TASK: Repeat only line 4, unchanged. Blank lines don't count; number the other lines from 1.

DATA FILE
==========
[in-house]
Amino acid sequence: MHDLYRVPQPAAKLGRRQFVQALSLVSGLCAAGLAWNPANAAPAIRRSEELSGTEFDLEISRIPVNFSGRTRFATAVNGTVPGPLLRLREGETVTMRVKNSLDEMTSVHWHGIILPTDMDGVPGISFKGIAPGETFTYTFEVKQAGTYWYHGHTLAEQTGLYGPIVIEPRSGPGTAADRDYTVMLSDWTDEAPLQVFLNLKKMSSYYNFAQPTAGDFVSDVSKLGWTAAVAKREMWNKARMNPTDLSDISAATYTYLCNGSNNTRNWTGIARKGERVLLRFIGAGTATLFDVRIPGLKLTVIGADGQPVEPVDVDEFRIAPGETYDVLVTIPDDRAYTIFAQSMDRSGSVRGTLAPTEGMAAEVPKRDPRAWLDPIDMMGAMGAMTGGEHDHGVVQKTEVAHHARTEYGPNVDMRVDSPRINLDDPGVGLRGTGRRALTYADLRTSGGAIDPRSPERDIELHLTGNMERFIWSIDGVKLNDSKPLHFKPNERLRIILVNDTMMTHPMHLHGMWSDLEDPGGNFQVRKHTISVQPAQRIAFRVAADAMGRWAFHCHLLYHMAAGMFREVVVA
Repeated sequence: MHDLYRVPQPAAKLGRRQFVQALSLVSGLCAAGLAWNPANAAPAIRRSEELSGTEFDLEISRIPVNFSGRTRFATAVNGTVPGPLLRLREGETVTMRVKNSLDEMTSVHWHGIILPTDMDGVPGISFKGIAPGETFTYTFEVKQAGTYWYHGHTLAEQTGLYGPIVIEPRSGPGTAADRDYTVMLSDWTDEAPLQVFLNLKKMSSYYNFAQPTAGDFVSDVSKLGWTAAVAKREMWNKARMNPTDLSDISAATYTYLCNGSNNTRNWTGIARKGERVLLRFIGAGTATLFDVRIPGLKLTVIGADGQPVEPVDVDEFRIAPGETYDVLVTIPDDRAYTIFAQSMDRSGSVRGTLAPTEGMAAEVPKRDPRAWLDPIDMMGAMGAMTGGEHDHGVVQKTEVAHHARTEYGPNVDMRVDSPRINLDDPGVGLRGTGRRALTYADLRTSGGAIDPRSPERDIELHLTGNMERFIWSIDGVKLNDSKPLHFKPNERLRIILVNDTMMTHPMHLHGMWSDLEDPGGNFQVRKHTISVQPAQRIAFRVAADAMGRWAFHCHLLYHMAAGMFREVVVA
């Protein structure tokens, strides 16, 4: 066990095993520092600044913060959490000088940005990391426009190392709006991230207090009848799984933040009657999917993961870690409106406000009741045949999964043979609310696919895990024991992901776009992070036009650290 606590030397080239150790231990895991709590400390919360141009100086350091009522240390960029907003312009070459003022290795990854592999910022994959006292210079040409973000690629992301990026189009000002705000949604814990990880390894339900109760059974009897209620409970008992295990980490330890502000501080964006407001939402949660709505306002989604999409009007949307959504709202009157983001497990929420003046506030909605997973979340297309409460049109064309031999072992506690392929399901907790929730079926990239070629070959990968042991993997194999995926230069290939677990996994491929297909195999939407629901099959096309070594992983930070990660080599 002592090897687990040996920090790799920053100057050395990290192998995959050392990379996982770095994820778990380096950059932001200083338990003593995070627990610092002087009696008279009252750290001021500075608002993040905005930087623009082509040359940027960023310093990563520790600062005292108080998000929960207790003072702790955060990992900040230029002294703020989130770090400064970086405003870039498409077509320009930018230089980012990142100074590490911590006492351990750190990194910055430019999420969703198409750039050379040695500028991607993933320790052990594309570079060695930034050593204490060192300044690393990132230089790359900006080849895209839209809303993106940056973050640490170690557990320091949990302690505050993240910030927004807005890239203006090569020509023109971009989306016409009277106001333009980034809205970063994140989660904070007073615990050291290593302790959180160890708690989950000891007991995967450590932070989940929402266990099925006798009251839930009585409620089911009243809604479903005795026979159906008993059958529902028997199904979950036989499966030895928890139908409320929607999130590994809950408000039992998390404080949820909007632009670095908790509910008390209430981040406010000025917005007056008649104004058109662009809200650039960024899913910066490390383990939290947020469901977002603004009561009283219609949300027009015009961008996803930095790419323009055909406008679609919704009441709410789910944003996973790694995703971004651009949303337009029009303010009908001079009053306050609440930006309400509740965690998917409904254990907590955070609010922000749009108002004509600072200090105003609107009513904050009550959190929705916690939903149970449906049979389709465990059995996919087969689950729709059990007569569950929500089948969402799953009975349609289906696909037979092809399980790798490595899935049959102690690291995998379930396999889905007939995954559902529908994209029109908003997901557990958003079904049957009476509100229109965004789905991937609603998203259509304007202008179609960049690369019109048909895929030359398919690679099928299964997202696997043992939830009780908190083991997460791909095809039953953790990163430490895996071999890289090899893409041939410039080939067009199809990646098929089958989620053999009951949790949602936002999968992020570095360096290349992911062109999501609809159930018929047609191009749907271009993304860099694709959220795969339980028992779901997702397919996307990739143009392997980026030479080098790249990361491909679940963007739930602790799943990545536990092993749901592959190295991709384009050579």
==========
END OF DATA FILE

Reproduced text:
């Protein structure tokens, strides 16, 4: 066990095993520092600044913060959490000088940005990391426009190392709006991230207090009848799984933040009657999917993961870690409106406000009741045949999964043979609310696919895990024991992901776009992070036009650290 606590030397080239150790231990895991709590400390919360141009100086350091009522240390960029907003312009070459003022290795990854592999910022994959006292210079040409973000690629992301990026189009000002705000949604814990990880390894339900109760059974009897209620409970008992295990980490330890502000501080964006407001939402949660709505306002989604999409009007949307959504709202009157983001497990929420003046506030909605997973979340297309409460049109064309031999072992506690392929399901907790929730079926990239070629070959990968042991993997194999995926230069290939677990996994491929297909195999939407629901099959096309070594992983930070990660080599 002592090897687990040996920090790799920053100057050395990290192998995959050392990379996982770095994820778990380096950059932001200083338990003593995070627990610092002087009696008279009252750290001021500075608002993040905005930087623009082509040359940027960023310093990563520790600062005292108080998000929960207790003072702790955060990992900040230029002294703020989130770090400064970086405003870039498409077509320009930018230089980012990142100074590490911590006492351990750190990194910055430019999420969703198409750039050379040695500028991607993933320790052990594309570079060695930034050593204490060192300044690393990132230089790359900006080849895209839209809303993106940056973050640490170690557990320091949990302690505050993240910030927004807005890239203006090569020509023109971009989306016409009277106001333009980034809205970063994140989660904070007073615990050291290593302790959180160890708690989950000891007991995967450590932070989940929402266990099925006798009251839930009585409620089911009243809604479903005795026979159906008993059958529902028997199904979950036989499966030895928890139908409320929607999130590994809950408000039992998390404080949820909007632009670095908790509910008390209430981040406010000025917005007056008649104004058109662009809200650039960024899913910066490390383990939290947020469901977002603004009561009283219609949300027009015009961008996803930095790419323009055909406008679609919704009441709410789910944003996973790694995703971004651009949303337009029009303010009908001079009053306050609440930006309400509740965690998917409904254990907590955070609010922000749009108002004509600072200090105003609107009513904050009550959190929705916690939903149970449906049979389709465990059995996919087969689950729709059990007569569950929500089948969402799953009975349609289906696909037979092809399980790798490595899935049959102690690291995998379930396999889905007939995954559902529908994209029109908003997901557990958003079904049957009476509100229109965004789905991937609603998203259509304007202008179609960049690369019109048909895929030359398919690679099928299964997202696997043992939830009780908190083991997460791909095809039953953790990163430490895996071999890289090899893409041939410039080939067009199809990646098929089958989620053999009951949790949602936002999968992020570095360096290349992911062109999501609809159930018929047609191009749907271009993304860099694709959220795969339980028992779901997702397919996307990739143009392997980026030479080098790249990361491909679940963007739930602790799943990545536990092993749901592959190295991709384009050579």